Best Bitcoin Card for Greece
Greece has been in an economic crisis for about a decade now: although the government is gradually regaining control of unemployment (last year the unemployment rate in Greece was 22.3 percent, well below the previous year’s level), many people are still unsettled by the experiences of recent years – especially when it comes to banks and assets, which the majority of the population in the rest of Europe is sceptical about. But now there is a new possibility for savers to invest their money: crypto currencies like Bitcoin are independent of banks, are currently experiencing a huge boom and could be a serious competitor to classic currencies in a few years’ time. Is Bitcoin the solution for Greek savers?
How do crypto currencies work?
The special thing about crypto currencies like Bitcoin, Neo or Ethereum is that they are completely digital and therefore cannot be bought in coin form. In order to make the currencies secure, cryptographic methods (the encryption of data) are used – and the price of a single Bitcoin depends exclusively on demand and supply, because the total number is limited. The good news for Greek investors: because of these facts, crypto currencies are not tied to central banks or states, so they cannot be taken away from their owners in the event of bank insolvency. It is therefore hardly surprising that investors in countries such as Greece are increasingly turning to digital currencies. And also in Germany websites like BitcoinMag, which offer information on crypto currencies, are becoming more and more popular. The price of digital currencies has also risen rapidly in recent years: After Bitcoin exceeded the 1,000 dollar mark for the first time in 2013, the current exchange rate is over 10,000 dollars. And an end to growth is not in sight.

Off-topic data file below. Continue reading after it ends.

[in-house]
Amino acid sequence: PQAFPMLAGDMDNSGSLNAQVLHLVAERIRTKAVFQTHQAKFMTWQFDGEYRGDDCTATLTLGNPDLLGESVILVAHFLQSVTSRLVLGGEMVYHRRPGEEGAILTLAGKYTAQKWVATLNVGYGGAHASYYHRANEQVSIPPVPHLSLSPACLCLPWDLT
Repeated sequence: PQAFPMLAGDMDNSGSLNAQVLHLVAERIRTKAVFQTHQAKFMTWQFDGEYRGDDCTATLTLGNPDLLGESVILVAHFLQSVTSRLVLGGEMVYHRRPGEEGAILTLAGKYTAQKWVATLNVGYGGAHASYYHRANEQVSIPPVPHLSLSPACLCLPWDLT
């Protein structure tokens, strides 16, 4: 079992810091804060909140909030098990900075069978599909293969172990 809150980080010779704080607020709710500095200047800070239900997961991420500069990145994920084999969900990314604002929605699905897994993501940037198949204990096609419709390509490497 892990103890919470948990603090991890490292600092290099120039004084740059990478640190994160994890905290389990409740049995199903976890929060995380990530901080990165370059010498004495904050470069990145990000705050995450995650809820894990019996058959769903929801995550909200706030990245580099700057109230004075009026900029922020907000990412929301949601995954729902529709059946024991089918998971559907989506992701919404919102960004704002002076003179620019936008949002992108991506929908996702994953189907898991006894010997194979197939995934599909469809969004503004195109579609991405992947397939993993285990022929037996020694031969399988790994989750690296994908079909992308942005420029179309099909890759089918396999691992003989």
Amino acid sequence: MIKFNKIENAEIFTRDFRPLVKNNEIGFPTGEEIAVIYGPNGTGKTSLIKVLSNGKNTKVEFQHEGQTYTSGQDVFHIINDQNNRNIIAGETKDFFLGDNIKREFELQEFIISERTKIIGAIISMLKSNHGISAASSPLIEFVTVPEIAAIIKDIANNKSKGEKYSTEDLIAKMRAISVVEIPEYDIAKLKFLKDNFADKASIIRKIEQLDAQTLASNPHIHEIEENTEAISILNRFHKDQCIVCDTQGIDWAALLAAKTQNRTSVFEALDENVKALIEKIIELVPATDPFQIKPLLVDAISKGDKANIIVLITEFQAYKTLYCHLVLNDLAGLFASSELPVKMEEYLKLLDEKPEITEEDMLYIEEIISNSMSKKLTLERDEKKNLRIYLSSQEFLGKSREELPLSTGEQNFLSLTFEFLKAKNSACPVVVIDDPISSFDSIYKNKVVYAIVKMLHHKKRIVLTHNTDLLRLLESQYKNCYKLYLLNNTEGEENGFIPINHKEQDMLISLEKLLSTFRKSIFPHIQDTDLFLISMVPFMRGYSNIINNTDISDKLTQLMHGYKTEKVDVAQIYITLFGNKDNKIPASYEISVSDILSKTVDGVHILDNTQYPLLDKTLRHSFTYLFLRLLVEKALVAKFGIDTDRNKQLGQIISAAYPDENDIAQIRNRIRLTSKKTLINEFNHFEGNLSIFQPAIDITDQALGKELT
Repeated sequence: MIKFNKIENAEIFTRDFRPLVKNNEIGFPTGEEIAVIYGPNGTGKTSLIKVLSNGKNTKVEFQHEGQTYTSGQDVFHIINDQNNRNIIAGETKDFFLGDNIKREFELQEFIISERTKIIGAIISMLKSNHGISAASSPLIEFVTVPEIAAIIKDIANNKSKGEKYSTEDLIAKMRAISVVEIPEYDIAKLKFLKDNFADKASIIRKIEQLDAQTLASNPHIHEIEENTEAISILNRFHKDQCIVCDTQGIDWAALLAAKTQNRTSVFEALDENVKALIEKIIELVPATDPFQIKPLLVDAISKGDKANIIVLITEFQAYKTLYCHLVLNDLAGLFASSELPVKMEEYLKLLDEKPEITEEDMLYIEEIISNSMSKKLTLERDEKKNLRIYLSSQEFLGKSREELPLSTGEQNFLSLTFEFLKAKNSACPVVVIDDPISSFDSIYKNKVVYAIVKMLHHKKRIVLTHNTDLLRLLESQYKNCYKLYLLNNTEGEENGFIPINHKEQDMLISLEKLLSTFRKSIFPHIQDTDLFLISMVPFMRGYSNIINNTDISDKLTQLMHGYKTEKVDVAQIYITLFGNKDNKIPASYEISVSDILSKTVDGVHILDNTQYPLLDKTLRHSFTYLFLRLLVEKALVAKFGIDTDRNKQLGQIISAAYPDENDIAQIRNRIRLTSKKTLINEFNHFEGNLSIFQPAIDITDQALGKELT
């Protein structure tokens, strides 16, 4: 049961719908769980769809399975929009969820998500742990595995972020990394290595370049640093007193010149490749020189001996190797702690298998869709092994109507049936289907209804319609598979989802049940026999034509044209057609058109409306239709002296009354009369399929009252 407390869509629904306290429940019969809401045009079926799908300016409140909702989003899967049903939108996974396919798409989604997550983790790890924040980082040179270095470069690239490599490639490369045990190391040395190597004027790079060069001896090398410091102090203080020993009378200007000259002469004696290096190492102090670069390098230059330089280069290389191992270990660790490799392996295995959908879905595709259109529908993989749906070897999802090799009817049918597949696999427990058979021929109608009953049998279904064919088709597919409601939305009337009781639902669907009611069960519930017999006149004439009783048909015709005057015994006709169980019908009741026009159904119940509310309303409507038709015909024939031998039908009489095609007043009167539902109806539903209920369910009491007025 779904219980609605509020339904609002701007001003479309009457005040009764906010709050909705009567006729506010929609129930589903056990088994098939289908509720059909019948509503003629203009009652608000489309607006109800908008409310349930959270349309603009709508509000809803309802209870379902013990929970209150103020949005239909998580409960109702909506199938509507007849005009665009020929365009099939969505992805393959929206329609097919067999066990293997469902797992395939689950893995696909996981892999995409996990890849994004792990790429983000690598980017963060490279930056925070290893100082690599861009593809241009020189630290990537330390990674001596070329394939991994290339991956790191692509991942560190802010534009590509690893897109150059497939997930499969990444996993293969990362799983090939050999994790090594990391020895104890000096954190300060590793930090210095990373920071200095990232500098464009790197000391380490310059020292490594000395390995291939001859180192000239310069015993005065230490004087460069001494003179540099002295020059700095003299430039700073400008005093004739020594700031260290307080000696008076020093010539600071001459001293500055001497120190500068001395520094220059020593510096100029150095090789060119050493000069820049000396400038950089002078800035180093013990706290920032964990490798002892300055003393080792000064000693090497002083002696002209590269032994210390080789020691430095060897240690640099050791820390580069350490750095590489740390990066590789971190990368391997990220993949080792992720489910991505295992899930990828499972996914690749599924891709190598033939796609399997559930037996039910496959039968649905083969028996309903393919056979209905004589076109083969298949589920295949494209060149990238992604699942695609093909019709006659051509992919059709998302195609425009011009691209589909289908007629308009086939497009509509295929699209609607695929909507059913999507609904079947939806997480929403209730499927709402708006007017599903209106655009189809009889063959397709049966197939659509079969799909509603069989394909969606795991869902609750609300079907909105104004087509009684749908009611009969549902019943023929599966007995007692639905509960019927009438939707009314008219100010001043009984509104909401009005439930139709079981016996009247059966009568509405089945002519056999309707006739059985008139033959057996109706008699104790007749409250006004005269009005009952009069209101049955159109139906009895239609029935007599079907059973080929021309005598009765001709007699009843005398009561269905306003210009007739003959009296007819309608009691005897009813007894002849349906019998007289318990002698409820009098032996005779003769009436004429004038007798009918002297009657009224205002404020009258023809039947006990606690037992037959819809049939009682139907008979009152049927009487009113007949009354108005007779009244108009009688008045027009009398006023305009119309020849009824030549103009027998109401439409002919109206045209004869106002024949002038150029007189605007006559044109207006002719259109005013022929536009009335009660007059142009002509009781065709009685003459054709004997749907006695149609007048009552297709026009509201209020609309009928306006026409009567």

Increased movement towards digital currencies
It is therefore no surprise that – in view of the renewed financial support for the country – the Greek government is also increasingly flirting with the digitalisation of the money market. The first step, the abolition of cash, could possibly take place in the coming years. The first measures have already come into force: Since 1 January 2017, Greek taxpayers have only been able to deduct payments from tax that have been paid electronically; all goods and services are affected. If today amounts are settled cashless, mainly with credit cards, the crypto currencies could soon take over this function. And under certain circumstances this development will take place more quickly than one might think, even without state aid – because Bitcoin is already a popular investment tool and can be used for payments on special websites on the Internet.
The economic crises of recent years have shaken the confidence of Greek investors in traditional means of payment. The solution could be crypto currencies such as Bitcoin, as these are digital, protected against misuse and not dependent on the banking system. The Greek government is already taking the first steps towards digitising payments in the country – and this movement could accelerate in the coming years. Greek investors take a positive view of this, as currencies like Bitcoin are a possible alternative to other investment methods and classic currencies.